First, we ask if asymmetric contribution history to joint earnings leads to self-serving invocations of history between partners when proposing divisions.
Second, we address whether partners sharing asymmetric initial income levels due to a previous allocation hold divergent views about the fair distribution of new, jointly created proceeds to which they contributed
equally. We study the extent to which preferences for maintaining income hierarchy and inequality aversion (beyond greed) drive distributive preferences.
Relatedly, we examine the association between imposing a distributive scheme on the rich and poor and subsequent unethical behavior. Imposed distributive schemes would systematically vary how much post-distribution rank is maintained/reversed and how income inequality is decreased/increased between them

Evaluation of soft measures to promote student success

Period: 2016 - 2019
Funded by Ministry of Education, University of Vienna
Amount: Euro 300'000, with Axel Sonntag

Abstract: The aim of this research project is to systematically evaluate various "soft" measures implemented by the University of Vienna to promote student success. Measures are called "soft" if they do not entail regulations for students or are based on economic incentives like sanctions or rewards. Therefore, students are not coerced or constrained by soft measures and remain entirely free to choose the pace and sequence of their studies as if the measures were not present. Soft measures are also cheap to implement. Typical examples of such measures are reminders of important deadlines or providing online tools for planning coursework. To evaluate the effectiveness of such measures, the University plans to implement a series of soft measures at different times in different faculties. Not all students will therefore experience the same measures at the same time. The purpose of the evaluation is to determine which measures are particularly effective such that they can be used to the benefit of all students.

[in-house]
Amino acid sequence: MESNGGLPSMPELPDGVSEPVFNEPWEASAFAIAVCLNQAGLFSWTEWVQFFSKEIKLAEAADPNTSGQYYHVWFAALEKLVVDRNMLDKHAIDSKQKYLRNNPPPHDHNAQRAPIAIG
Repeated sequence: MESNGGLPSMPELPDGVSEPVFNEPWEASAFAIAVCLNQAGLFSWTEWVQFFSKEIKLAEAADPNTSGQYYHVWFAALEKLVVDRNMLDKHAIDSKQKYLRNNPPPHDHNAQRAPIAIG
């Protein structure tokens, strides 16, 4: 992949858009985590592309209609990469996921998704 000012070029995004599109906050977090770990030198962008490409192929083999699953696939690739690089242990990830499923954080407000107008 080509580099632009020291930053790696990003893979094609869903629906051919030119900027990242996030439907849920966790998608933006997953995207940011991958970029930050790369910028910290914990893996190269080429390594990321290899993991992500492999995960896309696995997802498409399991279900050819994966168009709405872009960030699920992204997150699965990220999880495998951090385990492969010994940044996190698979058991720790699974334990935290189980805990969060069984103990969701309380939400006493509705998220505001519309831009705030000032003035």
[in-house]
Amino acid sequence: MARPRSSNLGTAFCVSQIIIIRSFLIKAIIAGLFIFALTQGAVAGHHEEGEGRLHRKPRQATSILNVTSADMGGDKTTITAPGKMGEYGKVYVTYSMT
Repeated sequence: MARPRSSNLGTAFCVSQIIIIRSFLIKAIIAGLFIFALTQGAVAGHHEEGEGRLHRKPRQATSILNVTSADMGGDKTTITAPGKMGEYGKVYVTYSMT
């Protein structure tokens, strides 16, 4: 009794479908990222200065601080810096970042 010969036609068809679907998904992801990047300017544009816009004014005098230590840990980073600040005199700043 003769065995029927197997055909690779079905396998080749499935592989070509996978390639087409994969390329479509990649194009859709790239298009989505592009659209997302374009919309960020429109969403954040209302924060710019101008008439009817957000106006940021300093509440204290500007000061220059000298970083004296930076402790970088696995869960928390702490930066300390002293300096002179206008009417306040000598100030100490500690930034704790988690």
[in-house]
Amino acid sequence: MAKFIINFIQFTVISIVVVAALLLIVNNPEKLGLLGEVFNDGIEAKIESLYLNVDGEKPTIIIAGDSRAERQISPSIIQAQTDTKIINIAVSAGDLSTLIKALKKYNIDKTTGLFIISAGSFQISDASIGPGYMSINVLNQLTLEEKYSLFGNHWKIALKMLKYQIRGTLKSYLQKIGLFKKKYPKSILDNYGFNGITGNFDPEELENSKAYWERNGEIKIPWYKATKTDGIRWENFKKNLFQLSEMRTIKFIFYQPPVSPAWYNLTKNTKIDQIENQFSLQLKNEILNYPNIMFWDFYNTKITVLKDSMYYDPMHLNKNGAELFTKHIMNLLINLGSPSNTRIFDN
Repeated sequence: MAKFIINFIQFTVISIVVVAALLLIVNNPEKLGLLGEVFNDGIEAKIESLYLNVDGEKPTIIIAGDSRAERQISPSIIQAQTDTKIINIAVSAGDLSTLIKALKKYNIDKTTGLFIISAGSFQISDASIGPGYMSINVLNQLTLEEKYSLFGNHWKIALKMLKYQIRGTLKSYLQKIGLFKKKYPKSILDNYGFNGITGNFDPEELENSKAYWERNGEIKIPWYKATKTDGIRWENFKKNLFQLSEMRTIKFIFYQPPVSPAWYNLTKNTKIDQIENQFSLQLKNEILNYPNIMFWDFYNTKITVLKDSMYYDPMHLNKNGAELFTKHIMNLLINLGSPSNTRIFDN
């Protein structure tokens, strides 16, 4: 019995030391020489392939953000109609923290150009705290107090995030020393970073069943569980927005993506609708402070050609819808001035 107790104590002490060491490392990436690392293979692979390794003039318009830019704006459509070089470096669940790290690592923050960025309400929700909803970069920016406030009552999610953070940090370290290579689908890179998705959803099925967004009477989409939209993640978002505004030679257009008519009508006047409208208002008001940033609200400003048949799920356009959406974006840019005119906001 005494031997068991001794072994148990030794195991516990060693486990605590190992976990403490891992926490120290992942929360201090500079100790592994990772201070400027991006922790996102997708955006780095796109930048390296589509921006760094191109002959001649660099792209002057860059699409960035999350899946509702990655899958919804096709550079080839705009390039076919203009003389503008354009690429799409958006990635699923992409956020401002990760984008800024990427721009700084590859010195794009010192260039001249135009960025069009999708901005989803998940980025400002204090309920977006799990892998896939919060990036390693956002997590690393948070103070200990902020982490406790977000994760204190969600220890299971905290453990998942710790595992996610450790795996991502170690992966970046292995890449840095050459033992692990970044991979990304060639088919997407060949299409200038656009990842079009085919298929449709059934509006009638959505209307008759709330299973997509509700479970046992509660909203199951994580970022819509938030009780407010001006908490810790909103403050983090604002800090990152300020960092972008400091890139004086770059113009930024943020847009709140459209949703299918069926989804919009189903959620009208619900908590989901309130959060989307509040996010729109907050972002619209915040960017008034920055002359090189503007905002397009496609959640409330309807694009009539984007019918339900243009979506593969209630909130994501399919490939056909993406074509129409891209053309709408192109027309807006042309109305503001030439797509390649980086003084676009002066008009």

Fairness, personal responsibility, and the welfare state

Period: January 2015 - December 2018
Funded by NORFACE (EU), Project number: 462-14-033
Amount: Euro 250’000 (Austrian Part), Austrian team: Axel Sonntag, Peter Bednarik 

Abstract: The aim of the research project ”Fairness, personal responsibility and the welfare state” is to analyze how fairness considerations, in particular with respect to personal responsibility, affect the support and effectiveness of welfare policies. The European welfare states are faced with important challenges, in particular related to financial strains on the welfare system, changing migration flows and increasing inequality. Partly as a response to these challenges, there is an increasing focus on personal responsibility. The proposed research project provides new knowledge about how the welfare states can meet these challenges and how concerns for personal responsibility can be integrated in the design of welfare schemes in a way that is perceived as fair.
Four research teams from Norway, the Netherlands, and Austria, take a cross-disciplinary perspective on fairness and use an innovative combination of methods, including administrative register data, surveys, as well as field and laboratory experiments. Other teamleaders: Norway: Alexander Cappelen (NHH Bergen), Stein Kuhnle (U Bergen), Sigrid Suetens (U Tilburg)

Representative Democracy: Theory and Experiments

Period: September 2014 - August 2017
Funded by Deutsche Forschungsgemeinschaft DFG, Project Number: WA3559/1-1
with Alexander K. Wagner